Think of what it would mean for the design of human settlement, social life in general, and economic adaptation in particular if so simple a practice as wood-air bathing became a high level priority. From the standpoint of the present political economy, and a way of life keyed almost entirely to resource exploitation and the accumulation of wealth, such a priority seems quaintly bizarre. But I suggest that the destruction of forests that has rampaged across this continent, and is still going on, is far more bizarre. I can just barely imagine of a time, an economy, and a way of life in which this rampage ceases, the restoration forest land begins, and wood-air bathing becomes a wide spread practice of health maintenance and of attunement to the human-earth relationship.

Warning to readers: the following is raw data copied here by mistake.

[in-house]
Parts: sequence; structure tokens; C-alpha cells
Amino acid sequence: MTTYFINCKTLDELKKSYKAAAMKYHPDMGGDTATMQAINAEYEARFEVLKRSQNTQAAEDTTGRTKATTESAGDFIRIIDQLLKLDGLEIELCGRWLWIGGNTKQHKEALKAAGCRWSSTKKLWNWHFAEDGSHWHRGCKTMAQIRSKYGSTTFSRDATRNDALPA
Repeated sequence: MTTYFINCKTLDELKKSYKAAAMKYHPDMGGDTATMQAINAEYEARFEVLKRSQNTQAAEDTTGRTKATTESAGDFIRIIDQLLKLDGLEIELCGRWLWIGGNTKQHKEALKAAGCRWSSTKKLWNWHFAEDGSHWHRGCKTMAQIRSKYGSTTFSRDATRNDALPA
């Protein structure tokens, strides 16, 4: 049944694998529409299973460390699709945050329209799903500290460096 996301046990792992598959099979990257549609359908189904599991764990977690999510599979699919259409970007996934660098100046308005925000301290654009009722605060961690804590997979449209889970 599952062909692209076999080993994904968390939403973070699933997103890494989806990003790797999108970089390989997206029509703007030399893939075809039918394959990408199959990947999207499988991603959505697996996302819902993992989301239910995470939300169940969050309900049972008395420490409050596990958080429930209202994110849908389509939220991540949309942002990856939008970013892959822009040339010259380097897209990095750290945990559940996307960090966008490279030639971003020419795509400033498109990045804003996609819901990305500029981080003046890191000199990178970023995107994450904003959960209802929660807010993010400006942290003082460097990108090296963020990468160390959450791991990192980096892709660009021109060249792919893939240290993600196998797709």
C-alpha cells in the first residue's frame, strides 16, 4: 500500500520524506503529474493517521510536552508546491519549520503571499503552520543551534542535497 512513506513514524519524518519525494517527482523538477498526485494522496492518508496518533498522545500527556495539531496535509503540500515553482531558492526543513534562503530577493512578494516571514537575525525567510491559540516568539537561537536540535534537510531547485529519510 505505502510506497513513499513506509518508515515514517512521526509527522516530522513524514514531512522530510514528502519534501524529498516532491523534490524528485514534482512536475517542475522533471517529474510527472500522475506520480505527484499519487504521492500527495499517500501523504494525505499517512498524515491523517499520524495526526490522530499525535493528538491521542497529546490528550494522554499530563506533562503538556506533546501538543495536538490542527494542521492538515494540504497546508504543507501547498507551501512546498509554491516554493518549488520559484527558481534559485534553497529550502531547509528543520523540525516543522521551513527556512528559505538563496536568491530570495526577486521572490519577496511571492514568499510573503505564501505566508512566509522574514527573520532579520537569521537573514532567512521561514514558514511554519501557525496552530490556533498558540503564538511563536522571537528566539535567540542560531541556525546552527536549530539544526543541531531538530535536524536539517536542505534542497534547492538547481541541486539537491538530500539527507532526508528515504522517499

Attunement, Guidance & Adaptation Practices of attunement are critical for a sense of guidance. We cannot do without some form of this process. Ceremonies of all sorts offer attunement and provide guidance. For example, Quaker Meeting for Worship is a practice of attunement that results in guidance. The Abenaki first light ceremony is focused on attunement and guidance. Informal and spontaneous ceremonies are often among the most powerful experiences of attunement. Here is an example.